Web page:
Forth suggestion: Make sure the "blue" high beam plastic piece does not get lost from the front of the dash (like mine did). Otherwise, you will have a bright light glaring in your eyes at night when you have the high beam lights on (like I do).

 

Hope this helps. I tried to remember as many thing as I could so you don't make some of the mistakes that I did. Let me know if you have any questions.

 

Mike

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Mike,

Thanks for the input. Your removal procedure is the "FullMonte" of our dash removals.

I guess there is no easy way to just get the clock out from the top.

Richard

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Hi Rich,

 

First of all, I made a mistake in regards to step 6 about the headlight switch. Instead you should removed the headlight knob/shaft piece from the front of the dash and then remove the threaded nut from the front of the headlight switch and then just push the switch through the instrument cluster and leave connected to the harness, but push off to the side.

 

Secondly, if you are considering doing all of this just to get the clock out, I would then say, just take the clock out of the instrument cluster and save yourself lots of time. You will have to remove a few bulbs, move back the printed circuit, and take out three small screws, but I think you will be able to get to these without any problems. By the way, there is one wire on the back of the clock. If you need some pics, let me know.

 

Also, I am looking at the clock unit that I took out of my instrument cluster and wondering how to get the hands off of the clock. Do they just pull off? Is that the way to get inside to the contacts?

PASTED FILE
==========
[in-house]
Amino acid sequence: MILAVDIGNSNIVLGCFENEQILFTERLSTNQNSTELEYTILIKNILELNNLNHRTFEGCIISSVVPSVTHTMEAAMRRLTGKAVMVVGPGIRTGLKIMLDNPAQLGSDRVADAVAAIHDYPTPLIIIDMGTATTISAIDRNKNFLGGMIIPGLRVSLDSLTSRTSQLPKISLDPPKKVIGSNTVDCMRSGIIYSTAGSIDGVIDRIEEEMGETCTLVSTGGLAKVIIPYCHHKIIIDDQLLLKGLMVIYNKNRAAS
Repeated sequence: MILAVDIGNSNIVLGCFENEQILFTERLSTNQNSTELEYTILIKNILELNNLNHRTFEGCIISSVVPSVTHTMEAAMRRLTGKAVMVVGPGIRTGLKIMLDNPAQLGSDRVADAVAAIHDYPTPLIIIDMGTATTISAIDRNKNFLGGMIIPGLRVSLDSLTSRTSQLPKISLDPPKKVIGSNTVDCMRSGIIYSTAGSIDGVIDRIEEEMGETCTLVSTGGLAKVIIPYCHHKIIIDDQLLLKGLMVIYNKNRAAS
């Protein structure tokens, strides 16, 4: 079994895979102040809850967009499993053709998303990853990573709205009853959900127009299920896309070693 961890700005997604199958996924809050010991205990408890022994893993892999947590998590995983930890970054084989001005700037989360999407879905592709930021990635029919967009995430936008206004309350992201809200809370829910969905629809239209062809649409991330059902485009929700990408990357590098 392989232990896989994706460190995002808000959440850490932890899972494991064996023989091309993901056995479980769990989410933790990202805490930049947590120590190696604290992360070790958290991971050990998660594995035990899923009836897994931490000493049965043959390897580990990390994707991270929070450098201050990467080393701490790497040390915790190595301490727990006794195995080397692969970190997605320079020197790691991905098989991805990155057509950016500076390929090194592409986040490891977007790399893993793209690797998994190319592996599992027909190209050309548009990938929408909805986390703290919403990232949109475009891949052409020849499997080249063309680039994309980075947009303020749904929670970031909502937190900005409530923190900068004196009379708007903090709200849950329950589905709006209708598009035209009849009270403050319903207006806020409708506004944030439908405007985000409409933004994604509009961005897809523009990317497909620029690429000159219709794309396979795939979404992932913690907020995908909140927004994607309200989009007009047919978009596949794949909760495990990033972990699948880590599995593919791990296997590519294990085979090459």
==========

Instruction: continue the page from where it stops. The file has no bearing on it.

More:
Thanks,

Mike

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Mike thanks for the clarification.

As far as the hands are concerned, i have not taken a 72 generation clock apart, but the hands are usually just pressed on the shaft. Is there a way to open the clock from the back?

If you have pictures send me some.

Thanks

Richard

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Hi Rich,

 

I'll make you a deal. You tell me how to fix my clocks and I'll give you detailed steps on the best way to get the clock out. I'll have lots of practice once I get them all fixed. I'll also send you some pics via email.

Mike

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Mike, deal! Those pics are super.There has to be a way to open that bugger. See my email.

As a last resort if you want to Fedex me your extra clock I will look at it and send it back to you. Promise!

Richard

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AUTO restorer magazine http://www.autorestorermagazine.com/ar/Magazine.aspx?aid=14239&sts=all&sectionid=122 had a good article on restoring clock in the July 2005 issue. The clock shown was from a 71 Buick. The article has three pages with instructions and 12 photos. Available on back order and worth the money if you plan on redoing a clock.

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Hi Steve,

 

You wouldn't happen to have a copy of that issue on Clock Repair around, do you? I would love to get a copy of that article. I got my clock to work, but am curious about "the correct method" of fixing it. I'm not sure that massive doses of oil, an air hose, electrical shocks and a ball-peen hammer are the correct method of repair.

Thanks,

Mike

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A hammer may be a bit much for the clock, laugh If I can figure out how to work my fancy new fax,copier, scanner, confused I will send you the info by email. I'll work on it later today.

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Hi Steve.

 

My personal email is "packard36@juno.com"

My work email is "brichmics@bethlehem-pa.gov"

 

Thanks for all of your help !!!

Mike

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As of 1:46 pm, I still didn't get anything. What is it that you are trying to send? Is it a word document, .jpg, etc.? If you are sending it as an attachment, what is the file extension of the attachment?

Mike

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It's 4 attachments. Your work firewall may not be letting them through. Ill try Juno with just one atachment. Four may have been too much for it.

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I will have to send them one at a time to Juno. The second email was too big for your mailbox. I will try again later when you clear out some space.